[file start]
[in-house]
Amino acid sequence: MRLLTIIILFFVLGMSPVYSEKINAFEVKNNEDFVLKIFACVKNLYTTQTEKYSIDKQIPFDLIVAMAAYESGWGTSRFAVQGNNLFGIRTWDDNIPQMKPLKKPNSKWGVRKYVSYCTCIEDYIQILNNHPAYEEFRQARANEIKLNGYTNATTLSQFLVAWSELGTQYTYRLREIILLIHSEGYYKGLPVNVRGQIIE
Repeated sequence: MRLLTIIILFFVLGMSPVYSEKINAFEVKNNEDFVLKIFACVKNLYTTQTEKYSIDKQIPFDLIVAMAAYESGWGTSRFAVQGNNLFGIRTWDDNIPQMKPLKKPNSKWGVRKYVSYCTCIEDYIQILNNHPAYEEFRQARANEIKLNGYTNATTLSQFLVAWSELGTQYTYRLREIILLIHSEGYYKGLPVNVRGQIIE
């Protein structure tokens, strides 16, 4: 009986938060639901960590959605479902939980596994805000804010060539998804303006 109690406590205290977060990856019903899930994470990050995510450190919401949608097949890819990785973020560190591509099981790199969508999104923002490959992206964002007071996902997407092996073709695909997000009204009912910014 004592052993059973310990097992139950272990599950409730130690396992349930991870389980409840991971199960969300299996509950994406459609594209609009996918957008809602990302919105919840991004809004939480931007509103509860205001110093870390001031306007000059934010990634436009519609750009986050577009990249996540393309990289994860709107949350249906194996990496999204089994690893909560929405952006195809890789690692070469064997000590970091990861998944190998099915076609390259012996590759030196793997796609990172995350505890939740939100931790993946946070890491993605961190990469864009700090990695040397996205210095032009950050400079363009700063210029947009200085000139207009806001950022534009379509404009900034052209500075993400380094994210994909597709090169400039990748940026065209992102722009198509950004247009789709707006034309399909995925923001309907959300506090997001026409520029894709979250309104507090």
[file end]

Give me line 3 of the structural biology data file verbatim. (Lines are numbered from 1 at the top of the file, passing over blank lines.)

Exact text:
Repeated sequence: MRLLTIIILFFVLGMSPVYSEKINAFEVKNNEDFVLKIFACVKNLYTTQTEKYSIDKQIPFDLIVAMAAYESGWGTSRFAVQGNNLFGIRTWDDNIPQMKPLKKPNSKWGVRKYVSYCTCIEDYIQILNNHPAYEEFRQARANEIKLNGYTNATTLSQFLVAWSELGTQYTYRLREIILLIHSEGYYKGLPVNVRGQIIE